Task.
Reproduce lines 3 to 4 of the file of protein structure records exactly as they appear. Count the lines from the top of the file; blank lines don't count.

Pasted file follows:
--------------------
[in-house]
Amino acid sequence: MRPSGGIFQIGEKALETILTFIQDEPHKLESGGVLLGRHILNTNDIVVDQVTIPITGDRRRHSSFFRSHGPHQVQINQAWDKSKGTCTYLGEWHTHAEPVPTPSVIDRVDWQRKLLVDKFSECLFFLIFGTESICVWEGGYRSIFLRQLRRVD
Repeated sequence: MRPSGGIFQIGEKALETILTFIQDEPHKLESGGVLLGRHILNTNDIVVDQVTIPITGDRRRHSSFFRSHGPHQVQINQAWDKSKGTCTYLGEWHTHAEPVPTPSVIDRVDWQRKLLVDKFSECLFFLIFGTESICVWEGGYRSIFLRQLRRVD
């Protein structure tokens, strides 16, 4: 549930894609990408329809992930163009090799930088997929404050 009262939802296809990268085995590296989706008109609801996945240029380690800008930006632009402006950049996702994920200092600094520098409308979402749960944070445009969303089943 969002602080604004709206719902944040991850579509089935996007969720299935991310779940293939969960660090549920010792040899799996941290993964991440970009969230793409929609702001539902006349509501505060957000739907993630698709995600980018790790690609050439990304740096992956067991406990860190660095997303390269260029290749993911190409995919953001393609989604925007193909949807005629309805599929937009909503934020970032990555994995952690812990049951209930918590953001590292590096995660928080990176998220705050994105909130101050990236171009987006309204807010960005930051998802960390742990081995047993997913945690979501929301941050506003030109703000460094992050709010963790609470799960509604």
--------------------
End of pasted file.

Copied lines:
Repeated sequence: MRPSGGIFQIGEKALETILTFIQDEPHKLESGGVLLGRHILNTNDIVVDQVTIPITGDRRRHSSFFRSHGPHQVQINQAWDKSKGTCTYLGEWHTHAEPVPTPSVIDRVDWQRKLLVDKFSECLFFLIFGTESICVWEGGYRSIFLRQLRRVD
């Protein structure tokens, strides 16, 4: 549930894609990408329809992930163009090799930088997929404050 009262939802296809990268085995590296989706008109609801996945240029380690800008930006632009402006950049996702994920200092600094520098409308979402749960944070445009969303089943 969002602080604004709206719902944040991850579509089935996007969720299935991310779940293939969960660090549920010792040899799996941290993964991440970009969230793409929609702001539902006349509501505060957000739907993630698709995600980018790790690609050439990304740096992956067991406990860190660095997303390269260029290749993911190409995919953001393609989604925007193909949807005629309805599929937009909503934020970032990555994995952690812990049951209930918590953001590292590096995660928080990176998220705050994105909130101050990236171009987006309204807010960005930051998802960390742990081995047993997913945690979501929301941050506003030109703000460094992050709010963790609470799960509604």